Have you ever flicked through a dictionary to find a word, and then noticed that right next to it there is a set of symbols, some of which resemble the letters you are used to using, but some of which are completely different?
These symbols are there to give you a guide to how the word is generally pronounced, and they are part of the International Phonetic Alphabet, or IPA.
The History of the International Phonetic Alphabet
So that is what the IPA is. But who had this idea in the first place, and how long has it been in use?
The very first version of the IPA was developed during the 19thcentury. An organisation called the Phonetic Teachers Association decided that it would be useful for students of foreign languages to have a guide to pronunciation. They were mostly involved with teaching English, French and German as foreign languages, and the very first version of the IPA was intended to reflect the sounds of those three languages.
A Symbol for each Distinctive Sound
The IPA was invented so that there could be a separate symbol to represent each distinctive sound – for example, you may pronounce the vowels in bath, cat and wall differently, but they are all written with the letter a. In the phonetic alphabet, each has a separate symbol to reflect the different sound:
bath /bɑːθ/ ɑː
cat /kæt/ æ
wall /wɔːl/ ɔː
An even more obvious set of letters is ‘ough’, which has a number of different pronunciations in English – how is a learner supposed to work out what to do with words like rough, cough, through and so on, when they look almost the same but sound so different?!
rough /rʌf/ ʌ
cough /kɒf/ ɒ
through /θruː/ uː
The original version of the alphabet was based on the Lain alphabet that we use for all three of the languages the IPA was first designed for. You can see and recognise letters such as f, k, b and w in the examples above. However, some symbols in the IPA are based on the Greek alphabet, such as /θ/ which is used to represent the ‘th’ sound at the end of ‘bath’, or at the beginning of ‘think’. Obviously, it’s no coincidence that this is exactly the sound it has in the Greek alphabet!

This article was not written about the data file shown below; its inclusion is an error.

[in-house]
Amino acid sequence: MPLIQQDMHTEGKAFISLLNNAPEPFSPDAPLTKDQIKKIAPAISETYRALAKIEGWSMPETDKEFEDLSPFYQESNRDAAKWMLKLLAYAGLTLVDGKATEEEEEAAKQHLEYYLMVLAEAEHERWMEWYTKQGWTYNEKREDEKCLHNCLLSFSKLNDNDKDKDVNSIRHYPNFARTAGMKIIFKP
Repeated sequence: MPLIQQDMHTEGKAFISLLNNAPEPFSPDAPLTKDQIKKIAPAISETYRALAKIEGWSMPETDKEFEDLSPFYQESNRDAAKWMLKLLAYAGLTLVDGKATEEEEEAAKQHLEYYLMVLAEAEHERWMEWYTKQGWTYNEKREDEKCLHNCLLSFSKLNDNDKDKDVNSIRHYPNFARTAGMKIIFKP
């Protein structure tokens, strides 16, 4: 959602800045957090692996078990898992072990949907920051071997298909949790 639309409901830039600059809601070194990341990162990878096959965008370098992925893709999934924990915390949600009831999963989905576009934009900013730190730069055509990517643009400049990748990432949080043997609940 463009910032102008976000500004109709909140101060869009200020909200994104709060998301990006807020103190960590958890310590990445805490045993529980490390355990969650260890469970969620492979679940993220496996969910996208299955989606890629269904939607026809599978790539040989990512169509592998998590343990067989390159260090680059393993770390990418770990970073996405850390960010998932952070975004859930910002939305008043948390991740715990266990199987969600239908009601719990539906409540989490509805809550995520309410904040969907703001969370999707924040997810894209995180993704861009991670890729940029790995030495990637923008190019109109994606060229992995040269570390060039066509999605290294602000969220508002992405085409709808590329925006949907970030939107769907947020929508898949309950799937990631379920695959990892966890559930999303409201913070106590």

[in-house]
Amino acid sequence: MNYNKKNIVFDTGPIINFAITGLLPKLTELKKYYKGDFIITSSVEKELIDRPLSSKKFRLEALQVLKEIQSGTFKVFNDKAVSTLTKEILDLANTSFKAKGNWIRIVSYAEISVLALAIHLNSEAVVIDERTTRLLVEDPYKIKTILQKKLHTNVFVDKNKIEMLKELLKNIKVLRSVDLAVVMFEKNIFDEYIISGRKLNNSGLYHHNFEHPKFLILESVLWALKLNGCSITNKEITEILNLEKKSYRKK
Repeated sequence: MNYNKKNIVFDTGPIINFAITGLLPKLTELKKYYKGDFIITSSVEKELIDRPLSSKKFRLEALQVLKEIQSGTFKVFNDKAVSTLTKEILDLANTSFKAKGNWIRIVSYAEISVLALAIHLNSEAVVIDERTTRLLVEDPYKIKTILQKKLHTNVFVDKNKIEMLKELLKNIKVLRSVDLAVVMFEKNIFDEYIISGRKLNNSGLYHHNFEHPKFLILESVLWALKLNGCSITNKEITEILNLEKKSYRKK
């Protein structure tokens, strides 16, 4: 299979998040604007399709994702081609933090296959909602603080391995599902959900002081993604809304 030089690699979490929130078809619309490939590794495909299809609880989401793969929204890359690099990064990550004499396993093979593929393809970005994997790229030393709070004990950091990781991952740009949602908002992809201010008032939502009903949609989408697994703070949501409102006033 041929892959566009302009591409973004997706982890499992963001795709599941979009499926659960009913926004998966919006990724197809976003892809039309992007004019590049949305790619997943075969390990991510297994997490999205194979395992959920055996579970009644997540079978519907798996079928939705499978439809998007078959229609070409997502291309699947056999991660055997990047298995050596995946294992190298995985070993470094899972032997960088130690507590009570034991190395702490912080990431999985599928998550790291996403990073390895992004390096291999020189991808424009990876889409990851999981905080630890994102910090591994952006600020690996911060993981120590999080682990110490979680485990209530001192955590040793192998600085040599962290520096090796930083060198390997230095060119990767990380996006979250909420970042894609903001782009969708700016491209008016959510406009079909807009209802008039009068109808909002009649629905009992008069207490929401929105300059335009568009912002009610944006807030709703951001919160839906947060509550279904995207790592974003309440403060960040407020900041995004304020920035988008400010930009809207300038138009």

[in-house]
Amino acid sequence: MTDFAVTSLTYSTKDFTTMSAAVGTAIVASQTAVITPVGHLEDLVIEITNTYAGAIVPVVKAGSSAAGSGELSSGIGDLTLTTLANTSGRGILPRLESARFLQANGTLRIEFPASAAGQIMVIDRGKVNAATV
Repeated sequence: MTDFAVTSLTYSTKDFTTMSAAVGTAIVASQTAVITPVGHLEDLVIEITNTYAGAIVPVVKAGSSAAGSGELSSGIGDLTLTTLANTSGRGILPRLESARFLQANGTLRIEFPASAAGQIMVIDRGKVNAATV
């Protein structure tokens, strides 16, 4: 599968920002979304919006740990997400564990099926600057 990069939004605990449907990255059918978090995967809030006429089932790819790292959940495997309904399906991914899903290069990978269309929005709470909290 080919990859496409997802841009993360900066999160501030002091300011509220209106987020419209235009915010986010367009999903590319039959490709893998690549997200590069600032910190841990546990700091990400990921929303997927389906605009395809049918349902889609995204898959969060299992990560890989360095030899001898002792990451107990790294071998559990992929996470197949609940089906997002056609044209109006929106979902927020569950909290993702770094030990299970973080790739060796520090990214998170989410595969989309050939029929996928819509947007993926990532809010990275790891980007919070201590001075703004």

Further Development of the International Phonetic Alphabet
As time went on, people realised that this alphabet could be used for far more than English, French and German, and so it underwent a number of revisions. Sounds that did not exist in the original three but which were part of other languages, such as Arabic, Greek, Turkish or Russian, needed to be represented, and so an updated alphabet was produced in 1900, and then again four years later.
Since that time, there have been numerous revisions, with new symbols added or clarifications and improvements made so that the IPA can truly live up to its name as an international tool representing the sounds of all languages. The most recent addition to the alphabet was in 2005, and as recently as this year, 2018, a new font has been introduced that is more suitable for use on a computer screen.
What about Regional Accents?
So how does it work with different accents or dialects? How can the IPA tell you how to pronounce a word when the word might be pronounced differently depending on where you live. The girls in the video above both speak English but they pronounce a lot of words really differently.
And of course, there are so many accents even within each country. A person from Scotland sounds very different to someone from Essex. And a Texan doesn’t sound at all like someone from California.
Dictionaries only have so much space, and their primary purpose is to tell you what a word means and how to use it, which means that as far as pronunciation is concerned, they stick to the basics: only one or two pronunciations are given, and in English these are generally listed as BrE (British English) and US (United States).
It is not possible for every regional accent to be reflected in a standard dictionary, although there are some interesting local projects that try to transcribe local pronunciations.
This phonemic chart uses symbols from the International Phonetic Alphabet (IPA). IPA symbols are useful for learning pronunciation. The symbols on this chart represent the 44 sounds used in British English speech (Received Pronunciation or RP, an educated accent associated with but not exclusive to south-east England).